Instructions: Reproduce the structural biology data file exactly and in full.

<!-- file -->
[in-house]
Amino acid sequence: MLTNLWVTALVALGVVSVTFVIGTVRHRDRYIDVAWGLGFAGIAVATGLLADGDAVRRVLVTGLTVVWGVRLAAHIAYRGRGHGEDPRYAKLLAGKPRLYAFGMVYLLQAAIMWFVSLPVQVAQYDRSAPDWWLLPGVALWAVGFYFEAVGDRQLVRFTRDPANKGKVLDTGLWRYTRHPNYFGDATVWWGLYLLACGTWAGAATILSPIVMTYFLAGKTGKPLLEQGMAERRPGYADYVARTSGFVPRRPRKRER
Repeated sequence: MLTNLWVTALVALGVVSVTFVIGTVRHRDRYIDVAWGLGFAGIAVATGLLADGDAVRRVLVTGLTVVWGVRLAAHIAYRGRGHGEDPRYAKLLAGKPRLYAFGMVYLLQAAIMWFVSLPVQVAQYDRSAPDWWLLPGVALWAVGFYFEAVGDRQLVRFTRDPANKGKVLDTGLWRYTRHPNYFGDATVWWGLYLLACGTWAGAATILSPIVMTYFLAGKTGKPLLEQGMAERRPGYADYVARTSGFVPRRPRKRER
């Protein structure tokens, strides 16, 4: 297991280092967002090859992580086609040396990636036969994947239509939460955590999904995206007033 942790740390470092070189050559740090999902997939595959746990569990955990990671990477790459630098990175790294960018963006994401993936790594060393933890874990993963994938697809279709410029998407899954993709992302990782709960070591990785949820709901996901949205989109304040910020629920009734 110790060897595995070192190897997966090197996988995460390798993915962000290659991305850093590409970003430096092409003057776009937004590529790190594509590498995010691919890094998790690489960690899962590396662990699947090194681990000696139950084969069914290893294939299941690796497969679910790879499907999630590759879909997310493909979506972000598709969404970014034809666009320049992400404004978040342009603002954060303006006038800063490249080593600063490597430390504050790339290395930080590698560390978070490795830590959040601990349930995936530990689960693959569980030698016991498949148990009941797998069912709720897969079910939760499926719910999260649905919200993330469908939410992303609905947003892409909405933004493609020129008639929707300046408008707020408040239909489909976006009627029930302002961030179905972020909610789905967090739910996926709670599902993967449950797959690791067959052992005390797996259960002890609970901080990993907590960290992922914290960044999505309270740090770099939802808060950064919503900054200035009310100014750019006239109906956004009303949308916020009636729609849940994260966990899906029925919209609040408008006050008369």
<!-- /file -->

[in-house]
Amino acid sequence: MLTNLWVTALVALGVVSVTFVIGTVRHRDRYIDVAWGLGFAGIAVATGLLADGDAVRRVLVTGLTVVWGVRLAAHIAYRGRGHGEDPRYAKLLAGKPRLYAFGMVYLLQAAIMWFVSLPVQVAQYDRSAPDWWLLPGVALWAVGFYFEAVGDRQLVRFTRDPANKGKVLDTGLWRYTRHPNYFGDATVWWGLYLLACGTWAGAATILSPIVMTYFLAGKTGKPLLEQGMAERRPGYADYVARTSGFVPRRPRKRER
Repeated sequence: MLTNLWVTALVALGVVSVTFVIGTVRHRDRYIDVAWGLGFAGIAVATGLLADGDAVRRVLVTGLTVVWGVRLAAHIAYRGRGHGEDPRYAKLLAGKPRLYAFGMVYLLQAAIMWFVSLPVQVAQYDRSAPDWWLLPGVALWAVGFYFEAVGDRQLVRFTRDPANKGKVLDTGLWRYTRHPNYFGDATVWWGLYLLACGTWAGAATILSPIVMTYFLAGKTGKPLLEQGMAERRPGYADYVARTSGFVPRRPRKRER
């Protein structure tokens, strides 16, 4: 297991280092967002090859992580086609040396990636036969994947239509939460955590999904995206007033 942790740390470092070189050559740090999902997939595959746990569990955990990671990477790459630098990175790294960018963006994401993936790594060393933890874990993963994938697809279709410029998407899954993709992302990782709960070591990785949820709901996901949205989109304040910020629920009734 110790060897595995070192190897997966090197996988995460390798993915962000290659991305850093590409970003430096092409003057776009937004590529790190594509590498995010691919890094998790690489960690899962590396662990699947090194681990000696139950084969069914290893294939299941690796497969679910790879499907999630590759879909997310493909979506972000598709969404970014034809666009320049992400404004978040342009603002954060303006006038800063490249080593600063490597430390504050790339290395930080590698560390978070490795830590959040601990349930995936530990689960693959569980030698016991498949148990009941797998069912709720897969079910939760499926719910999260649905919200993330469908939410992303609905947003892409909405933004493609020129008639929707300046408008707020408040239909489909976006009627029930302002961030179905972020909610789905967090739910996926709670599902993967449950797959690791067959052992005390797996259960002890609970901080990993907590960290992922914290960044999505309270740090770099939802808060950064919503900054200035009310100014750019006239109906956004009303949308916020009636729609849940994260966990899906029925919209609040408008006050008369």